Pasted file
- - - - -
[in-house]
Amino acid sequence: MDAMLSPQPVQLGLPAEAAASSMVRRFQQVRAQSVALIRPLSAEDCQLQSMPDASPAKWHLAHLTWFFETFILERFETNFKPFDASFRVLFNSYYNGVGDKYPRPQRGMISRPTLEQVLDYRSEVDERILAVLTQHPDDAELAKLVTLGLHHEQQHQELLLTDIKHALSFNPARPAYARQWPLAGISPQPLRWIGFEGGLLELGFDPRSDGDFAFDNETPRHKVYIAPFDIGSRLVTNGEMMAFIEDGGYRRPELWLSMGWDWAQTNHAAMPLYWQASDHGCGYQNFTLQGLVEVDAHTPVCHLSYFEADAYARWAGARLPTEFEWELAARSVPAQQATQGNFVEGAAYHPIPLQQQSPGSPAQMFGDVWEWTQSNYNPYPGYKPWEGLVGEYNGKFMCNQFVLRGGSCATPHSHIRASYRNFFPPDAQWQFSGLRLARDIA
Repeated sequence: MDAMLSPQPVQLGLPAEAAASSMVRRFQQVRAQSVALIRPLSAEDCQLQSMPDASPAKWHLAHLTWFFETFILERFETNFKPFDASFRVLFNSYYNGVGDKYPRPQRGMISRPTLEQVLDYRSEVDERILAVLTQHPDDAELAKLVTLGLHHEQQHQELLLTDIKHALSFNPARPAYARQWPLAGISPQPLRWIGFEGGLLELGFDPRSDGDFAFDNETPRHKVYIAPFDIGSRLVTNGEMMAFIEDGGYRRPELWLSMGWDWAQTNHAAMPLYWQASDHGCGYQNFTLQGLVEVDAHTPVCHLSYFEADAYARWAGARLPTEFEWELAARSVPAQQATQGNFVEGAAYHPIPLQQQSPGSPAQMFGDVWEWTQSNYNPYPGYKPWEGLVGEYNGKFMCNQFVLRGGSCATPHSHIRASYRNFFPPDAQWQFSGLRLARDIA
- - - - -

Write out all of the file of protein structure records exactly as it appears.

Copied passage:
[in-house]
Amino acid sequence: MDAMLSPQPVQLGLPAEAAASSMVRRFQQVRAQSVALIRPLSAEDCQLQSMPDASPAKWHLAHLTWFFETFILERFETNFKPFDASFRVLFNSYYNGVGDKYPRPQRGMISRPTLEQVLDYRSEVDERILAVLTQHPDDAELAKLVTLGLHHEQQHQELLLTDIKHALSFNPARPAYARQWPLAGISPQPLRWIGFEGGLLELGFDPRSDGDFAFDNETPRHKVYIAPFDIGSRLVTNGEMMAFIEDGGYRRPELWLSMGWDWAQTNHAAMPLYWQASDHGCGYQNFTLQGLVEVDAHTPVCHLSYFEADAYARWAGARLPTEFEWELAARSVPAQQATQGNFVEGAAYHPIPLQQQSPGSPAQMFGDVWEWTQSNYNPYPGYKPWEGLVGEYNGKFMCNQFVLRGGSCATPHSHIRASYRNFFPPDAQWQFSGLRLARDIA
Repeated sequence: MDAMLSPQPVQLGLPAEAAASSMVRRFQQVRAQSVALIRPLSAEDCQLQSMPDASPAKWHLAHLTWFFETFILERFETNFKPFDASFRVLFNSYYNGVGDKYPRPQRGMISRPTLEQVLDYRSEVDERILAVLTQHPDDAELAKLVTLGLHHEQQHQELLLTDIKHALSFNPARPAYARQWPLAGISPQPLRWIGFEGGLLELGFDPRSDGDFAFDNETPRHKVYIAPFDIGSRLVTNGEMMAFIEDGGYRRPELWLSMGWDWAQTNHAAMPLYWQASDHGCGYQNFTLQGLVEVDAHTPVCHLSYFEADAYARWAGARLPTEFEWELAARSVPAQQATQGNFVEGAAYHPIPLQQQSPGSPAQMFGDVWEWTQSNYNPYPGYKPWEGLVGEYNGKFMCNQFVLRGGSCATPHSHIRASYRNFFPPDAQWQFSGLRLARDIA